Life History, Abundance, Activity, and Special Behaviors
Formerly widespread species. Current status unknown. Population size, area of occupancy, population trends unknown.
None in place, except for where species occurs in National Parks and State Forests.
The Bibron's toadlet or brown toadlet, (Pseudophryne bibronii) is a species of Australian ground-dwelling frog, that although has declined over much of its range, is widespread through most of New South Wales, Victoria, south-eastern Queensland and eastern South Australia, including Kangaroo Island.
This species is variable and may represent more than one species. It grows to about 30mm in length and is brown, grey or black above, often with scattered red spots. It is normally strongly marbled black and white on the ventral surface, however in some areas this marbling can be faint. There is always an orange, red or yellow patch in the armpits. This patch varies from yellow to orange between sites. At the Jervis Bay region this patch is always yellow, this may be a result of hybridisation with the Dendy's toadlet (Pseudophryne dendyi) which has a strong yellow patch in the armpits. There is also a yellow/orange patch or raised bump on the back of the thigh.
Behaviour and ecology
This species inhabits areas that are likely to be inundated after rain. This can be anything from coastal swamps, creeks, temporary ponds/roadside ditches in forest, cleared land, heathland and even sub-alpine areas. When threatened, the Bibron's toadlet will often lie on its back, unresponsive, pretending to be dead. This performance had been reported to last for up to an hour.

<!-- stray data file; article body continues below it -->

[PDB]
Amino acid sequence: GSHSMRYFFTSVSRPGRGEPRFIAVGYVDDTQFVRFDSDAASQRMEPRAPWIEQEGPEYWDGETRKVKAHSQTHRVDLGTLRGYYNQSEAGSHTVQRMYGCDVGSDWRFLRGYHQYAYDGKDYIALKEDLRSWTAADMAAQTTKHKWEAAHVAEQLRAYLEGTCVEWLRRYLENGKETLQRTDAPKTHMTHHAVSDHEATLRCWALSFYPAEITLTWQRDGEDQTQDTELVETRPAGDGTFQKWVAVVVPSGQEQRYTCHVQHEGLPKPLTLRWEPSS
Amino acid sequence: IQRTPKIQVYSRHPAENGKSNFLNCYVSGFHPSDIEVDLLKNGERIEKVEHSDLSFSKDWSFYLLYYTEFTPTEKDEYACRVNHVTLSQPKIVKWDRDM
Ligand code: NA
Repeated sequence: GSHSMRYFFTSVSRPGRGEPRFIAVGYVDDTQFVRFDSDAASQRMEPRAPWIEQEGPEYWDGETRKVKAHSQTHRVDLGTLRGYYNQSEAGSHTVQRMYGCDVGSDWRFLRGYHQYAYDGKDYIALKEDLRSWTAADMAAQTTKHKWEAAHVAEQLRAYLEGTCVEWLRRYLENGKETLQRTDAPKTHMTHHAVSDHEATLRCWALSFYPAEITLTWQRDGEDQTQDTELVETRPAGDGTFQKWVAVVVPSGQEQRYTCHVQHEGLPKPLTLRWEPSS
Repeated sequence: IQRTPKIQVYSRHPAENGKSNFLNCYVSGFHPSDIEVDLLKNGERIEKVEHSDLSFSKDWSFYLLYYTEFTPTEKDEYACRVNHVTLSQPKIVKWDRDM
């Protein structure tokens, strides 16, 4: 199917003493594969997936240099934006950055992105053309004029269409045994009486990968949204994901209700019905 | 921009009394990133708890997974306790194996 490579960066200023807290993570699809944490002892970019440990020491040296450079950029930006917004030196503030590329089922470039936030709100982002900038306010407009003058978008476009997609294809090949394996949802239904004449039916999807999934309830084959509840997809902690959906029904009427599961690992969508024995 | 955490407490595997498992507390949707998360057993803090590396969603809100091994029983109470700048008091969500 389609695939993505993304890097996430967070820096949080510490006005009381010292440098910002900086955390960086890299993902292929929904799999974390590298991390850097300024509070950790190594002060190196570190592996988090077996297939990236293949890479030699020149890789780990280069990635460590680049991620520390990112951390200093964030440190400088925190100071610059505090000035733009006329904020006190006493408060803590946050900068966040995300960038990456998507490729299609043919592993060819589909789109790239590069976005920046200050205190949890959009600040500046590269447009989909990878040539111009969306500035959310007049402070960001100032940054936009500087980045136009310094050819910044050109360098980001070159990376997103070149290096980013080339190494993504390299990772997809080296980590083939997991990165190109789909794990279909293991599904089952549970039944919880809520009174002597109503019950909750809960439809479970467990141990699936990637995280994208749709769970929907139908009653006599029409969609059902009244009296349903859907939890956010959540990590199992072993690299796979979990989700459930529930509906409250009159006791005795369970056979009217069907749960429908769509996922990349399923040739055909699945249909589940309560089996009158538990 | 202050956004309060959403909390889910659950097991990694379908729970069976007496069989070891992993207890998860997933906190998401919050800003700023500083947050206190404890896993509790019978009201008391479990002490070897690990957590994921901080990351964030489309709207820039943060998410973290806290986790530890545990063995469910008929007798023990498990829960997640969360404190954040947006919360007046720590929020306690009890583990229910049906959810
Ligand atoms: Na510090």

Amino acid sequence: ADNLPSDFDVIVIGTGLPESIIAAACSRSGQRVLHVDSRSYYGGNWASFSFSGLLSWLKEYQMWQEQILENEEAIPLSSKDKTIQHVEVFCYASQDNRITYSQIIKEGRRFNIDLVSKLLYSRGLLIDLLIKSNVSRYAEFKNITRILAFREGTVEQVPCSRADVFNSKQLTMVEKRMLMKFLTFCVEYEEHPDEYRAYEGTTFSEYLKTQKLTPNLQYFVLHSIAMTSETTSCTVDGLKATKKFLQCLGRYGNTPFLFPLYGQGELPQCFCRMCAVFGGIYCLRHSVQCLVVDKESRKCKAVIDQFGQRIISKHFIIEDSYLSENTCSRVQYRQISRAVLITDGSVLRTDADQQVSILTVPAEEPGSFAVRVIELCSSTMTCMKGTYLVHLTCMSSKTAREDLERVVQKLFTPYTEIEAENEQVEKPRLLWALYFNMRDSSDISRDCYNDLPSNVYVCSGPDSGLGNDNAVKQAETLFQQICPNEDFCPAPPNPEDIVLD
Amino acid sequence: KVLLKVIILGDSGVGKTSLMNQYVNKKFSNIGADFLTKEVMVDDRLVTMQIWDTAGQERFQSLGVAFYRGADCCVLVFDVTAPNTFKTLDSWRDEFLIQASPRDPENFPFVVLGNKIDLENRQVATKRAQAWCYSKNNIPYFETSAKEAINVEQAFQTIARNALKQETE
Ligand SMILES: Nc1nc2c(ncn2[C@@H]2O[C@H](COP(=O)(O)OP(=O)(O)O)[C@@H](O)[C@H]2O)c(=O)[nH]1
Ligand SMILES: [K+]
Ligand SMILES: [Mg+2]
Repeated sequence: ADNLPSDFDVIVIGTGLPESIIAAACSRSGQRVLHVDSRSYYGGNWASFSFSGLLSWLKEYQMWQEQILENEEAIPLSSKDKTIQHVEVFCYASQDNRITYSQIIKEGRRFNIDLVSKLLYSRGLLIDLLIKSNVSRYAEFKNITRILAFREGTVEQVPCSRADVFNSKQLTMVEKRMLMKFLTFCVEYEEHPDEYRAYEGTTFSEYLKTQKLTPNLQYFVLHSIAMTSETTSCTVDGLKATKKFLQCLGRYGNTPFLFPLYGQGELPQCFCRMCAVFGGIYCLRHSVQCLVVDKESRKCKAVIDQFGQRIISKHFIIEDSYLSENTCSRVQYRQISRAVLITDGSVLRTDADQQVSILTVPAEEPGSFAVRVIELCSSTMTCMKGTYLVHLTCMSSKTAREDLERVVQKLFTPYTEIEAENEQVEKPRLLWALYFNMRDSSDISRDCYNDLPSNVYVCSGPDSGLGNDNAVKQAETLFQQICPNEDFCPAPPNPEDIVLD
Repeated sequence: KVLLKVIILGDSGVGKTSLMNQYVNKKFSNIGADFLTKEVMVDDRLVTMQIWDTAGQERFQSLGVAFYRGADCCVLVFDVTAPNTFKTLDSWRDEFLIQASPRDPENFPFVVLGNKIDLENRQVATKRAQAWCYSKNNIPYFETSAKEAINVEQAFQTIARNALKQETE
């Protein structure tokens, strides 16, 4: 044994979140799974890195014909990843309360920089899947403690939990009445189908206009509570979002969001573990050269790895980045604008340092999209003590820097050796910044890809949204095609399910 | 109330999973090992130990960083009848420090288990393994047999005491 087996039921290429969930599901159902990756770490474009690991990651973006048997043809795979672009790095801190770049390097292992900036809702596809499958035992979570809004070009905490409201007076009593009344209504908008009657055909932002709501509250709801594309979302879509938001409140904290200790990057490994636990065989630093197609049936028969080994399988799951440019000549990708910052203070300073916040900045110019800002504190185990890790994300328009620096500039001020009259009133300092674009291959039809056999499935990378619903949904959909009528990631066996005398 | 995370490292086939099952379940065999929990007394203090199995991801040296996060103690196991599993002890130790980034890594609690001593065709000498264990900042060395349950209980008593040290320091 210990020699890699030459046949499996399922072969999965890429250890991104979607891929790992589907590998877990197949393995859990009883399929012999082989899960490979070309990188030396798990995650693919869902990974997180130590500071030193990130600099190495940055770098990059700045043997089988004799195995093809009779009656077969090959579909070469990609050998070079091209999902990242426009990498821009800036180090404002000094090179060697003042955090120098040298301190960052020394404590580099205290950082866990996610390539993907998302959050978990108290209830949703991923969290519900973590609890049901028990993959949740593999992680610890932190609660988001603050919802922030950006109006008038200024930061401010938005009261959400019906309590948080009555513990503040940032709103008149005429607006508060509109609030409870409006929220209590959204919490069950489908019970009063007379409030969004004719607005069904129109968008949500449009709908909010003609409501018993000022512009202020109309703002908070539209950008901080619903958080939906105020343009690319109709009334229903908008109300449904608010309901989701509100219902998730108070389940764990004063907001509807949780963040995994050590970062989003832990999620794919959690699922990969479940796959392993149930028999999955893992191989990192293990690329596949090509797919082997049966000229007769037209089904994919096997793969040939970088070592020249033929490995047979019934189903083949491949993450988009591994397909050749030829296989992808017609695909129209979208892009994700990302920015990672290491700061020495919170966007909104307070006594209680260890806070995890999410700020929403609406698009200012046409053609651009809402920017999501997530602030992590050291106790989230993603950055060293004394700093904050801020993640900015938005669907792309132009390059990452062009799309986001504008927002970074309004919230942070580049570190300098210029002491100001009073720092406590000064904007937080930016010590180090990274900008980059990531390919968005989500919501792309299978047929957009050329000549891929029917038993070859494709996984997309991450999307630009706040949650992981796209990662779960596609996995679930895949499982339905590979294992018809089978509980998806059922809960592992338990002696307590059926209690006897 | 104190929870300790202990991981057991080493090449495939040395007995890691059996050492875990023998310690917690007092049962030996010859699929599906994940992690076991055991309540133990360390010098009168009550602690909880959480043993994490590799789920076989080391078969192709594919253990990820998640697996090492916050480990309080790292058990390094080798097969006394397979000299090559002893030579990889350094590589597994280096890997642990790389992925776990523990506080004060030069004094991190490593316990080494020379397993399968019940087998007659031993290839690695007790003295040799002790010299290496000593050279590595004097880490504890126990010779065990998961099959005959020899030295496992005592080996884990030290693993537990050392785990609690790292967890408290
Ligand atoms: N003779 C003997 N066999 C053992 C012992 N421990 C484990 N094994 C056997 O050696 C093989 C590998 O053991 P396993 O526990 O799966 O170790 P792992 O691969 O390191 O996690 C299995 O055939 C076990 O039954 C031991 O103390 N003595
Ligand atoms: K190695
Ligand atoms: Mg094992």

The males attract the females by making a grating "ark" noise from a concealed area, in mud, under rocks or damp leaf litter. They normally call after heavy rain or when water is available, they call all year round but normally from February to June at temperatures as low as 4 °C (39 °F).
The species is polyandrous, with each female mating with several males. The female visits up to eight males, mates with each, and deposits eggs in the shallow nest he has dug. The female moves on and the male tends the nest. The nest, which may contain moist leaf litter or sphagnum moss, floods during rain. The eggs hatch and the tadpoles develop in the water. If no sufficient rain happens soon after laying the eggs can remain unhatched for many weeks, with the tadpoles developing inside. The nest must stay wet so the eggs remain moist, but not too wet or they will be washed away. Female frogs that mate with more males, thus depositing eggs in more nest sites, are more likely to have some young survive.
- Anstis, M. 2002. Tadpoles of South-eastern Australia. Reed New Holland: Sydney.
- Robinson, M. 2002. A Field Guide to Frogs of Australia. Australian Museum/Reed New Holland: Sydney.
- Frogs of Australia Network — frog call available here.
- SA EPA's Frogs of South Australia website
|Wikispecies has information related to: Pseudophryne bibronii|
- Jean-Marc Hero, Graeme Gillespie, Frank Lemckert, Murray Littlejohn, Peter Robertson (2004). "Pseudophryne bibronii". IUCN Red List of Threatened Species. Version 2013.2. International Union for Conservation of Nature. Retrieved 14 April 2014.
- Frost, Darrel R. (2014). "Pseudophryne bibronii Günther, 1859". Amphibian Species of the World: an Online Reference. Version 6.0. American Museum of Natural History. Retrieved 14 April 2014.
- Byrne, P. G.; Keogh, J. S. (2009). "Extreme sequential polyandry insures against nest failure in a frog". Proceedings of the Royal Society B: Biological Sciences 276 (1654): 115–120. doi:10.1098/rspb.2008.0794.
- Ehrenberg, R. (9 September 2008). "Female frogs play the field". ScienceNews. Retrieved 14 April 2014.
- Monash University (26 September 2008). "Australian Frog Species Chooses Not To Put Eggs In One Basket". ScienceDaily. Retrieved 14 April 2014.